Innovation is the future.
It's not enough for Mayor Alvin Brown and other City leaders to sit on the sideline and applaud those in our community who are working hard to make a difference.
They have to provide aggressive leadership that opens more opportunity for economic growth through innovation and become bold partners as we look globally to strengthen our future.
There's no reason why we can't build a creative community that can be competitive with any city in America.
Through technology, we now have the ability to inject intelligence into economic development, transportation, education, public safety, health care delivery and environmental protection.
We can be innovative and build the technological infrastructure that will attract economic investment and create job growth.
Right now there are more than 10,000 children enrolled in kindergarten in Duval County. How many of them will have good job opportunities in 20 years?
We can be innovative and use technology to educate our children to their highest level of achievement and prepare them for high-tech jobs and life in the 21st century.
These are the homeowners of the future. Many will build and sell Jacksonville's homes and work in our hospitals, hotels and retail businesses. Some will be Jacksonville's future leaders.
We need to use technology and innovation to prepare them now while creating an exciting city filled with opportunity for their futures.
Jacksonville has the assets; we're located in the right place; we have the capabilities; and we should not limit our thinking.
There is no question that innovative cities — especially in this fast-paced and high-powered environment — are good places to do business and fun places to live.
That's good for business and the housing market. Bright people with more money want to be there, engaged in creating something special.
Being an innovative place is not necessarily a reputation that Jacksonville has enjoyed, but that could all be changing.
Let me explain.
A couple of years ago, two well-known Jacksonville men, Dr. Wayne Wood and Doug Coleman, had an idea. Why doesn't Jacksonville host a huge weeklong festival Downtown where innovation is celebrated and people who create things compete for big prizes?
After all, Wood and Coleman are the two guys behind the Riverside Arts Market, a good idea that is a huge success on Saturdays under the Fuller Warren Bridge canopy on the riverfront in Riverside.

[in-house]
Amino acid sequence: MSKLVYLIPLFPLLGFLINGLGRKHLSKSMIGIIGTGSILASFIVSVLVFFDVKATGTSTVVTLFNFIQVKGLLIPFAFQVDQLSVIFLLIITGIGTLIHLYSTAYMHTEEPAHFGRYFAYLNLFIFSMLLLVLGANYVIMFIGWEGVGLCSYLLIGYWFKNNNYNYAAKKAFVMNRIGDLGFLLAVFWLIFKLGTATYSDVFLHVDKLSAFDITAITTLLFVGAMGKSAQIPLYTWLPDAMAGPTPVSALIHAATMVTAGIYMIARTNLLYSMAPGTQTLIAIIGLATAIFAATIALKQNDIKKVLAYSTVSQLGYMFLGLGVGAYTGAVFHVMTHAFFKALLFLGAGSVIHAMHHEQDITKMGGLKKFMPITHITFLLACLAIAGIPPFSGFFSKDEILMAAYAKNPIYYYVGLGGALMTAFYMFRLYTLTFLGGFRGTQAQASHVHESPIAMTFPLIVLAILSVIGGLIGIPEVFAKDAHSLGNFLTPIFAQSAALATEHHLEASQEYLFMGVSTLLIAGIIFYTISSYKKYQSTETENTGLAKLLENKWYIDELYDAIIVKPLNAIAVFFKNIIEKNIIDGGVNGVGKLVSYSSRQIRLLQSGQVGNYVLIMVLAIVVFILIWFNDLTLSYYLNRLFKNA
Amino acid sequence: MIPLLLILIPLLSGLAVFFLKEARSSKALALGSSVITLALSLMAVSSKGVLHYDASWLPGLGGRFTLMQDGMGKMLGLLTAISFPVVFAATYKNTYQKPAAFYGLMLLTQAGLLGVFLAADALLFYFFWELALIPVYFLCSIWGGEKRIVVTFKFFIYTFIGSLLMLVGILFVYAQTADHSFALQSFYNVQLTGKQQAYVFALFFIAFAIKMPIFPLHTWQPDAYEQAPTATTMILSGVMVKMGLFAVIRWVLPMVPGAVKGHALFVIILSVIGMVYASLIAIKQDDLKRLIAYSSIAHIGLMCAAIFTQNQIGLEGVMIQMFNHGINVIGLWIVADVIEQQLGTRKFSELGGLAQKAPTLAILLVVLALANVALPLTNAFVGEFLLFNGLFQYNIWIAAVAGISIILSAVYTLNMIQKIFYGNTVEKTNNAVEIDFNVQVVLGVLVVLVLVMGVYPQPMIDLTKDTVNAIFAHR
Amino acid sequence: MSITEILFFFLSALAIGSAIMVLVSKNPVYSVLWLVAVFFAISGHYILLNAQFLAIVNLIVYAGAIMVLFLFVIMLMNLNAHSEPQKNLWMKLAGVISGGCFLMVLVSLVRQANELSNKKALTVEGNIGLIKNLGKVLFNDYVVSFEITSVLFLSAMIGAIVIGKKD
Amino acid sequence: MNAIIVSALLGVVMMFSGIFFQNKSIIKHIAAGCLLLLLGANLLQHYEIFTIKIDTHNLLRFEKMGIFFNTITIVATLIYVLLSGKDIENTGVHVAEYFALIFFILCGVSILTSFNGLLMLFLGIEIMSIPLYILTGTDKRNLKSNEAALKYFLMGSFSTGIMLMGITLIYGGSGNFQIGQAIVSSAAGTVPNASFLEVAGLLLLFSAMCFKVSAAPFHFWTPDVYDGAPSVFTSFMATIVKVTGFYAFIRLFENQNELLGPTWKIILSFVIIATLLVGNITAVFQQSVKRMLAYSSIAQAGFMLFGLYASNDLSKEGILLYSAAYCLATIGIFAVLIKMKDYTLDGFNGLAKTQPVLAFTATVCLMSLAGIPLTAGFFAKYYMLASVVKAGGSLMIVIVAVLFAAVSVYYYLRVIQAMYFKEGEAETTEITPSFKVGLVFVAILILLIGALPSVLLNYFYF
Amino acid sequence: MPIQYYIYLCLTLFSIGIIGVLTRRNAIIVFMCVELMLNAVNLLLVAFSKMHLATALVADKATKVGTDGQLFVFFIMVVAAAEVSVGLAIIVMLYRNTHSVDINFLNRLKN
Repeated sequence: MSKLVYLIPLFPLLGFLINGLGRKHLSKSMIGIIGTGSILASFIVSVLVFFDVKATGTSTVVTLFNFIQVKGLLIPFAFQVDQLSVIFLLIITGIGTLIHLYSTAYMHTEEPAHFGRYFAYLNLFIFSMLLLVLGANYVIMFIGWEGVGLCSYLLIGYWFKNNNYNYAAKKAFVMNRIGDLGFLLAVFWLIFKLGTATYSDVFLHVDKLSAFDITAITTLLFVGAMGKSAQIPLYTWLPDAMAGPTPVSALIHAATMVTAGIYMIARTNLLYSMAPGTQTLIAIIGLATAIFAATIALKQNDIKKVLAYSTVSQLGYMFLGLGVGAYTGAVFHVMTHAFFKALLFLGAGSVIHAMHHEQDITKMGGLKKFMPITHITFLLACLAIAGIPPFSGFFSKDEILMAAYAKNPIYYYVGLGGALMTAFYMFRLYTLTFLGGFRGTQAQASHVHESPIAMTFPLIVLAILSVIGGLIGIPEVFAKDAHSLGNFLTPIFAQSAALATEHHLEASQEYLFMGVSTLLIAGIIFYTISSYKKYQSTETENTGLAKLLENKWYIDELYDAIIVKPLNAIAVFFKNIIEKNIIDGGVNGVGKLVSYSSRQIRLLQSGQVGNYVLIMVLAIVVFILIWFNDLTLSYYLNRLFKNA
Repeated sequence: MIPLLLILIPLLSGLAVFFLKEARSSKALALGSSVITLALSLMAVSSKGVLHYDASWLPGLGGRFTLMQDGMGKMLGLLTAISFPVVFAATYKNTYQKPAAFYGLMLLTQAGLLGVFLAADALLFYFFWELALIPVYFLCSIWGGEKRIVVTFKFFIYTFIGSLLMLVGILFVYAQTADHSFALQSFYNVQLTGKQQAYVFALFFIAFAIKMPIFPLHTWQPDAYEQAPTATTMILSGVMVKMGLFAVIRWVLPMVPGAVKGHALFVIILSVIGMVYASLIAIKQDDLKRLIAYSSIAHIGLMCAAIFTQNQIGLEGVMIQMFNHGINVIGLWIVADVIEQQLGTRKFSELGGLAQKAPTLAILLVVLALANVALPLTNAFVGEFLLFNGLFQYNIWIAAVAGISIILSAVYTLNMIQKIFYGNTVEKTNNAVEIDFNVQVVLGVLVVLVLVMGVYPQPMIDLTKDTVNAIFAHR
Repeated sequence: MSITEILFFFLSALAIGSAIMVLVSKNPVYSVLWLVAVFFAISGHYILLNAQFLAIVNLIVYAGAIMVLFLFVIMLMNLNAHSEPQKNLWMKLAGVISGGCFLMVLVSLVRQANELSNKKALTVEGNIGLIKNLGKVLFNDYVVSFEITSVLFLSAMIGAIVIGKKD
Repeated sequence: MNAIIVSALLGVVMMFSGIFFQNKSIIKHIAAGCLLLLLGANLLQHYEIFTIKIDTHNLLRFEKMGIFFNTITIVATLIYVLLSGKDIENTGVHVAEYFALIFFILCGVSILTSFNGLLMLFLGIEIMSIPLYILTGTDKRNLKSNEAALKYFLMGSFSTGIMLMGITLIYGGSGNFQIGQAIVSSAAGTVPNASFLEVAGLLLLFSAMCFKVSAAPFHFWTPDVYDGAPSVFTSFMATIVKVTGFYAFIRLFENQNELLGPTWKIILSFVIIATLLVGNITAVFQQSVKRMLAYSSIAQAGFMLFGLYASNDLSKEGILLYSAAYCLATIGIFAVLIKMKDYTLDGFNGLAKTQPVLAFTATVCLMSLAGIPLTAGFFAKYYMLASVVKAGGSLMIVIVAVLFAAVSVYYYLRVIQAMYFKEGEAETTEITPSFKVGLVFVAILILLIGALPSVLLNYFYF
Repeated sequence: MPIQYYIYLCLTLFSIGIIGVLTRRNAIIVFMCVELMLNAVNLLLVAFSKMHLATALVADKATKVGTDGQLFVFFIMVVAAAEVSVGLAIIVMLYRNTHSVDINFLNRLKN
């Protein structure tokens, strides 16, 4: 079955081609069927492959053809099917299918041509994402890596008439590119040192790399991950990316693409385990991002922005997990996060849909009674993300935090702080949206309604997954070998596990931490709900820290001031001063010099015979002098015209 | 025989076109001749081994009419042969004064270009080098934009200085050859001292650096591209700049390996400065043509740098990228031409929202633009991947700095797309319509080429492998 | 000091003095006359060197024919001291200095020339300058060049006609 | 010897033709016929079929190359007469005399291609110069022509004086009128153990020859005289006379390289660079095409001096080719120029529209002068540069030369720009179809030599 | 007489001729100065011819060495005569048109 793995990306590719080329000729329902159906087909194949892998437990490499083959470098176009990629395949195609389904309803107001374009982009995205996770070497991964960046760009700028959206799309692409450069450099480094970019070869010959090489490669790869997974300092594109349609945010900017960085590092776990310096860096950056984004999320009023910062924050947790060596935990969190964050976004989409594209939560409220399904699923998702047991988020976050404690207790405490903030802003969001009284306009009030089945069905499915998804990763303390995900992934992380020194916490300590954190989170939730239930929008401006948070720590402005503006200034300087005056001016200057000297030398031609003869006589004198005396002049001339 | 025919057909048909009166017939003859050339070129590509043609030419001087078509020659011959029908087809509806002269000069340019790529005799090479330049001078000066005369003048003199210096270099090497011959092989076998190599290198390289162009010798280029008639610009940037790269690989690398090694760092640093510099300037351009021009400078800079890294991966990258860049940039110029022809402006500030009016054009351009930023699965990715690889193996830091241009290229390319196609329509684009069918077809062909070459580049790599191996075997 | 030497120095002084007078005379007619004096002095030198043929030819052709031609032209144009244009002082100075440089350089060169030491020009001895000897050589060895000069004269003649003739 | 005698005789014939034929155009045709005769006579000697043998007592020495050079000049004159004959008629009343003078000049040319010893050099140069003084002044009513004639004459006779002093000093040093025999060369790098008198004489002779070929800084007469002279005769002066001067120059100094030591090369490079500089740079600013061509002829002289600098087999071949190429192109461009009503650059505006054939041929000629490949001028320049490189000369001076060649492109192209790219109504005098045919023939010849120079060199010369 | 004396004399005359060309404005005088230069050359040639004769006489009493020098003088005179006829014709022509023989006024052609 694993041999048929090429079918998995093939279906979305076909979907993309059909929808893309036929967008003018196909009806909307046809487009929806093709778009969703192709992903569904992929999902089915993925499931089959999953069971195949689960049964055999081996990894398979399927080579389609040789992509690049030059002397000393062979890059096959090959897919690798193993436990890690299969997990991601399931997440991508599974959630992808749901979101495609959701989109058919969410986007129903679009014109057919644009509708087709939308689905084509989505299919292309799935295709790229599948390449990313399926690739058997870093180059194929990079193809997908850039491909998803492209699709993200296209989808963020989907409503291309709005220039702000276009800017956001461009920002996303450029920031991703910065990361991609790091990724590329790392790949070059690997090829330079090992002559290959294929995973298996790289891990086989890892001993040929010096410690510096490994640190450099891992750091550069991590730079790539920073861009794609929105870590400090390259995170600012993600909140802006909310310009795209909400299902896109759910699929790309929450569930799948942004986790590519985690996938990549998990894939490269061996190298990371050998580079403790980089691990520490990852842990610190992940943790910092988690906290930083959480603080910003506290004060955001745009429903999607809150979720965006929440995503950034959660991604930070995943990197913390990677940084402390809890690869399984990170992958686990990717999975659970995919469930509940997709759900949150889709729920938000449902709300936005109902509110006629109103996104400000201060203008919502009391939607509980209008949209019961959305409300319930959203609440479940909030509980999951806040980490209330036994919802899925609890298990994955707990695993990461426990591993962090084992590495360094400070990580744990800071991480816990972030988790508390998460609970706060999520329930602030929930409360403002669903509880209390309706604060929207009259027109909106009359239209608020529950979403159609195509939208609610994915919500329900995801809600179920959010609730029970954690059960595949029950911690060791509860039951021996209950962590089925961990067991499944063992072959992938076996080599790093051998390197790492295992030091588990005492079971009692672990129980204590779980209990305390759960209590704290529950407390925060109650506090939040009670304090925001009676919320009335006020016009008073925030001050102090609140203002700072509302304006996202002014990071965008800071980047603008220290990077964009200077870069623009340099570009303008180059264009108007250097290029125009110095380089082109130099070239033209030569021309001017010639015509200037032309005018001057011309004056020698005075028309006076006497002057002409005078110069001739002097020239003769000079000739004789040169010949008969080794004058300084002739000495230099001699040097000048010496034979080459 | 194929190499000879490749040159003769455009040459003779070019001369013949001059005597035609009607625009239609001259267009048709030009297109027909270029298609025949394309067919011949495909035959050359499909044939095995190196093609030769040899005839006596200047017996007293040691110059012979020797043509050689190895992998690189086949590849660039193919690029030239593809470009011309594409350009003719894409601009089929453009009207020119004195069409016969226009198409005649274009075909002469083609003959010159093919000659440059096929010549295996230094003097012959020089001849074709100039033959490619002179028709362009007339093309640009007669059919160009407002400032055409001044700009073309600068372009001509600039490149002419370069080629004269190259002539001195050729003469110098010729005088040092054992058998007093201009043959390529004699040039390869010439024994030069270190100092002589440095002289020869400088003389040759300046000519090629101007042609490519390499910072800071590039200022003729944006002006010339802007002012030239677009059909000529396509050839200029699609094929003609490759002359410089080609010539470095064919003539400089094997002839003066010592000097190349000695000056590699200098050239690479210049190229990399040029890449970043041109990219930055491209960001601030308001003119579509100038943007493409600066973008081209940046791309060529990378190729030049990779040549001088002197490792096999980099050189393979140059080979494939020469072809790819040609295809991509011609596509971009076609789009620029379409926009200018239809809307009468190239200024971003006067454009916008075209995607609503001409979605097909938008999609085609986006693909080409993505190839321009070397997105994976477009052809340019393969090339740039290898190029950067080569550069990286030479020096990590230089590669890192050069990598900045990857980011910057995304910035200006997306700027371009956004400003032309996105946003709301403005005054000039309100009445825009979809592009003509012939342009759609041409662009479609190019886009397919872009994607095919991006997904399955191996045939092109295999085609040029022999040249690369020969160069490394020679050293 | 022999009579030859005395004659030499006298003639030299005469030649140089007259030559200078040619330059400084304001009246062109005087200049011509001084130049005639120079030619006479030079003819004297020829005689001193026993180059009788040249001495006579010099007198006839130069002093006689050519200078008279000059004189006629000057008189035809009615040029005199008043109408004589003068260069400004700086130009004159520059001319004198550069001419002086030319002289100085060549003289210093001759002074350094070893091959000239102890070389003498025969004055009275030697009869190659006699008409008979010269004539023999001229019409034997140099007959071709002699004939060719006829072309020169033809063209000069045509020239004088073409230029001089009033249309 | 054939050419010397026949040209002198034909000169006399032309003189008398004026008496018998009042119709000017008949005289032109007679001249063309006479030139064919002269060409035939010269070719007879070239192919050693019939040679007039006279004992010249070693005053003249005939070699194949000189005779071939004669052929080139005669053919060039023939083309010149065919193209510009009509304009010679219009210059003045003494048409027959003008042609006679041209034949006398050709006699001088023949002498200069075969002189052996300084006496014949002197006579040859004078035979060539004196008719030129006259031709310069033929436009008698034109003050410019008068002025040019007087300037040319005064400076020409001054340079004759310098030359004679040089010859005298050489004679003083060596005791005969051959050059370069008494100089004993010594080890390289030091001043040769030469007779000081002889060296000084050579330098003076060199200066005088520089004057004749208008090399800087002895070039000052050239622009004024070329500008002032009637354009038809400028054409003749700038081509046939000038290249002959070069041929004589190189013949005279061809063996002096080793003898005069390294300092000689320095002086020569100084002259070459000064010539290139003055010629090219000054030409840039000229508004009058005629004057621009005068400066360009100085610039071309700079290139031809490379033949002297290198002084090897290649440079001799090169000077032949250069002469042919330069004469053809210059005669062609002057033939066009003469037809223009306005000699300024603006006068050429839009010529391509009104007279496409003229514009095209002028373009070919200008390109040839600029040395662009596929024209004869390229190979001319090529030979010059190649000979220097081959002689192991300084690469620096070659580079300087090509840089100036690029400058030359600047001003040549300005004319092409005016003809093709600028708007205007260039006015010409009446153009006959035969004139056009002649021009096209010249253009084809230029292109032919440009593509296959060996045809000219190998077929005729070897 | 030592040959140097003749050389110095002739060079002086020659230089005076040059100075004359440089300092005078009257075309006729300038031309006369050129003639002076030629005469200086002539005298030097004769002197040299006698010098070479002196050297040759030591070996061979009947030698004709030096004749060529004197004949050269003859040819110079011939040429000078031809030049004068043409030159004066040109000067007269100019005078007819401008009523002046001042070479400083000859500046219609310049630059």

After laying the groundwork, the pair turned their idea over to a group named One Spark, composed of younger and energetic out-of-the-box thinkers who have a real commitment to Jacksonville.
One Spark hit the ground running. In April, innovators, inventors and creative people will come to Jacksonville for the festival. They will compete for cash prizes in the fields of science, technology, engineering and the arts.
The One Spark pot was recently sweetened when Jacksonville Jaguars owner Shad Khan, who has made it clear that he is a full partner with Jacksonville, offered the potential of up to $1 million in capital investment for big ideas that catch his fancy.
It's a sweetener that will no doubt increase both the volume and quality of the participants.
"Jacksonville is the perfect host for this festival and I believe One Spark has the potential to inspire some really big thinking from the brightest minds in the area and beyond," said Khan in announcing the substantial offer from his company, STACHE Investments Corp.
And that's the point. Big ideas are coming to town. All of us should embrace this opportunity as another way to enhance Jacksonville's identity with the potential to grow our economy.
If Jacksonville can become known as a city where someone who invents the next world-changing electronic gadget is uncovered, the gadget is capitalized and the creator becomes a partner with the owner of our NFL team, Jacksonville can become a hotbed for innovators and a laboratory for new ideas.
This first One Spark festival already has more than 250 registrants, and some 70 Downtown venues signed up to host the creative exhibits.
One Spark puts an entirely new focus on Jacksonville. It gives us a new and exciting narrative to help sell Jacksonville to the world.
It could be the impetus to give bright people, many of them young, creative pioneers, a great reason to move here and buy homes.
And, why not? If inventors and artists find support and a fertile environment for growing ideas, enjoy our beaches and river, and like our weather, why would they want to live anywhere else?
I think we should recognize Khan's pledge of up to $1 million as another strong sign that he is putting skin in the game to help us grow and become a better city through innovation.
All of this is good for local business and real estate here in Jacksonville.
When Khan agreed to play Jaguars games in London it was a great idea and a big plus for Jacksonville. Playing in London will not only carry our story to the world, it will open doors — with Khan at the lead — for our business leaders to sell our city internationally.
That, too, is very good for our housing market. Take a look at Miami, which has been discovered in a big way by Brazilians who have purchased lots of real estate for lots of money.
If our leadership takes advantage of the doors being opened in London by Khan, in the future we could be doing business with our new friends in Europe.
As many of you know, I've long believed we shouldn't put any boundaries on our imagination.